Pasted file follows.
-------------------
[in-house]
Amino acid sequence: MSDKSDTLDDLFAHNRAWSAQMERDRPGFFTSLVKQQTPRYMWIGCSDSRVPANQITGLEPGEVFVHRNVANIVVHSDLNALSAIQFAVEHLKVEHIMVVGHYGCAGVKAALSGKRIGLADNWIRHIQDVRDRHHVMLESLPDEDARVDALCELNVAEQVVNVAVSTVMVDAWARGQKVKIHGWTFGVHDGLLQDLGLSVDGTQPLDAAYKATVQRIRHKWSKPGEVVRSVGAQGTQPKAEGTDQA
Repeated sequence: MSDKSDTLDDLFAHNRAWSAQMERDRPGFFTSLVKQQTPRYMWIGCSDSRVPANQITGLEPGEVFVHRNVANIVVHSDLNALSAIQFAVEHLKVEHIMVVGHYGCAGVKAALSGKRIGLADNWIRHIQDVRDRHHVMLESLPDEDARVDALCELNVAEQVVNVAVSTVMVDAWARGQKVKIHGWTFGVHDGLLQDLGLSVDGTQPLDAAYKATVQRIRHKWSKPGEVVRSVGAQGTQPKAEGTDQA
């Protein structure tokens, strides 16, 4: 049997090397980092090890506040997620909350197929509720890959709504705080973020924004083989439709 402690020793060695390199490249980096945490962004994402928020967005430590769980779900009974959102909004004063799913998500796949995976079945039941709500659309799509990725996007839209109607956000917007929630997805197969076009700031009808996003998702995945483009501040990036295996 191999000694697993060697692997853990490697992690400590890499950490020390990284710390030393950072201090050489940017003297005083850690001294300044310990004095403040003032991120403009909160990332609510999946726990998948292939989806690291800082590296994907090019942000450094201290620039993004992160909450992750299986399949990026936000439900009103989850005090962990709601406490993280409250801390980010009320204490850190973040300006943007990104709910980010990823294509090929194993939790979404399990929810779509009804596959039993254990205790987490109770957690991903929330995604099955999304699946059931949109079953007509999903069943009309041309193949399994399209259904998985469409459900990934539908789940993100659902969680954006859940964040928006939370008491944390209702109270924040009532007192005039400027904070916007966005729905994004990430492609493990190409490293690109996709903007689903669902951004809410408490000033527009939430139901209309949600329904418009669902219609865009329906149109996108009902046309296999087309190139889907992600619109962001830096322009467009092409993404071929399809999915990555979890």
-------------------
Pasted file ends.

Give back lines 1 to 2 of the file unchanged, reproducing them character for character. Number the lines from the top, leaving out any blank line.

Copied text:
[in-house]
Amino acid sequence: MSDKSDTLDDLFAHNRAWSAQMERDRPGFFTSLVKQQTPRYMWIGCSDSRVPANQITGLEPGEVFVHRNVANIVVHSDLNALSAIQFAVEHLKVEHIMVVGHYGCAGVKAALSGKRIGLADNWIRHIQDVRDRHHVMLESLPDEDARVDALCELNVAEQVVNVAVSTVMVDAWARGQKVKIHGWTFGVHDGLLQDLGLSVDGTQPLDAAYKATVQRIRHKWSKPGEVVRSVGAQGTQPKAEGTDQA